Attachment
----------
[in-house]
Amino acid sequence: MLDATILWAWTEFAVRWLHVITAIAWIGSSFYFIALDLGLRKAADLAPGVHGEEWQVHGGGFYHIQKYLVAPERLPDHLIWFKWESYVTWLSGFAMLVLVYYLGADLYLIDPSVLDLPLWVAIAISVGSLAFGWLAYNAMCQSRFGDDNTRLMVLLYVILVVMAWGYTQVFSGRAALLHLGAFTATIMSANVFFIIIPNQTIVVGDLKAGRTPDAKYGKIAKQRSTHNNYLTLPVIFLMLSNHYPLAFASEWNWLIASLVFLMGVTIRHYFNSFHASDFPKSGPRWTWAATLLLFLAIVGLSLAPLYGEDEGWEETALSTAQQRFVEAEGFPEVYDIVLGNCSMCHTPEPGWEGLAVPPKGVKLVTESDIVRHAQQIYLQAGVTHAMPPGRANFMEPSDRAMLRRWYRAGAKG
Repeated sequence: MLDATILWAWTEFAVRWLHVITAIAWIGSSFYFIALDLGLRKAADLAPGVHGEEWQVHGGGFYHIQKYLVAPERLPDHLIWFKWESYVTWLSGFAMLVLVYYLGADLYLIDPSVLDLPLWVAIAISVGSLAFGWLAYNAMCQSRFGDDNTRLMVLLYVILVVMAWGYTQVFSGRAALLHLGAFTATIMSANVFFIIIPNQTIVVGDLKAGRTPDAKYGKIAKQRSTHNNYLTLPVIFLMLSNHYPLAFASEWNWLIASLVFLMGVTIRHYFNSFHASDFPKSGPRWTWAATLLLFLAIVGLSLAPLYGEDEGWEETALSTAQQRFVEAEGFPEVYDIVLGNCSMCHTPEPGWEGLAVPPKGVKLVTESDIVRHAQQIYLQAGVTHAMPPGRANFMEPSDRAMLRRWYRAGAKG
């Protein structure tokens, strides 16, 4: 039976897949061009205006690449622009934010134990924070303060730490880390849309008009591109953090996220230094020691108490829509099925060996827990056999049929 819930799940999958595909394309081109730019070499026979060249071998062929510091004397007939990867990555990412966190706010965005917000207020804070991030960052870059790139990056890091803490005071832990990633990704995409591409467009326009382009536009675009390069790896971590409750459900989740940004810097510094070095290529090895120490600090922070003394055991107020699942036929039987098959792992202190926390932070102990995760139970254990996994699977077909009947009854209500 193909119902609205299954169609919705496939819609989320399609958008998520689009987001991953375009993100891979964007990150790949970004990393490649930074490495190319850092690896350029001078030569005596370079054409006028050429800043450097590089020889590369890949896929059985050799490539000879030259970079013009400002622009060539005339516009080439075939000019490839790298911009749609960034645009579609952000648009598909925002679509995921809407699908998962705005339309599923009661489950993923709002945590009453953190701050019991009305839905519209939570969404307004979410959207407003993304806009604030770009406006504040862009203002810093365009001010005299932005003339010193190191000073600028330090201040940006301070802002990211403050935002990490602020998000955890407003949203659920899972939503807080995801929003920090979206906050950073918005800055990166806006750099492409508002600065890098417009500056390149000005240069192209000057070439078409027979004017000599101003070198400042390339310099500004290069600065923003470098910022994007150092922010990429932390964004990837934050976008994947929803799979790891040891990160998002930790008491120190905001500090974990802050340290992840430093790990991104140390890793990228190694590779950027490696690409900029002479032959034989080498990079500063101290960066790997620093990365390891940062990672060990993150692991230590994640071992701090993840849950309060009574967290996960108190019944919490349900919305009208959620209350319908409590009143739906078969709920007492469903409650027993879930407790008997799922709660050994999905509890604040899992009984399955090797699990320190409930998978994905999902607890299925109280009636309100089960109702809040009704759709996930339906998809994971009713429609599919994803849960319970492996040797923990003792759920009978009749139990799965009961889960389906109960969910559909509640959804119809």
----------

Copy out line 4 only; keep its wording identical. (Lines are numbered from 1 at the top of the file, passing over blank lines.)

């Protein structure tokens, strides 16, 4: 039976897949061009205006690449622009934010134990924070303060730490880390849309008009591109953090996220230094020691108490829509099925060996827990056999049929 819930799940999958595909394309081109730019070499026979060249071998062929510091004397007939990867990555990412966190706010965005917000207020804070991030960052870059790139990056890091803490005071832990990633990704995409591409467009326009382009536009675009390069790896971590409750459900989740940004810097510094070095290529090895120490600090922070003394055991107020699942036929039987098959792992202190926390932070102990995760139970254990996994699977077909009947009854209500 193909119902609205299954169609919705496939819609989320399609958008998520689009987001991953375009993100891979964007990150790949970004990393490649930074490495190319850092690896350029001078030569005596370079054409006028050429800043450097590089020889590369890949896929059985050799490539000879030259970079013009400002622009060539005339516009080439075939000019490839790298911009749609960034645009579609952000648009598909925002679509995921809407699908998962705005339309599923009661489950993923709002945590009453953190701050019991009305839905519209939570969404307004979410959207407003993304806009604030770009406006504040862009203002810093365009001010005299932005003339010193190191000073600028330090201040940006301070802002990211403050935002990490602020998000955890407003949203659920899972939503807080995801929003920090979206906050950073918005800055990166806006750099492409508002600065890098417009500056390149000005240069192209000057070439078409027979004017000599101003070198400042390339310099500004290069600065923003470098910022994007150092922010990429932390964004990837934050976008994947929803799979790891040891990160998002930790008491120190905001500090974990802050340290992840430093790990991104140390890793990228190694590779950027490696690409900029002479032959034989080498990079500063101290960066790997620093990365390891940062990672060990993150692991230590994640071992701090993840849950309060009574967290996960108190019944919490349900919305009208959620209350319908409590009143739906078969709920007492469903409650027993879930407790008997799922709660050994999905509890604040899992009984399955090797699990320190409930998978994905999902607890299925109280009636309100089960109702809040009704759709996930339906998809994971009713429609599919994803849960319970492996040797923990003792759920009978009749139990799965009961889960389906109960969910559909509640959804119809």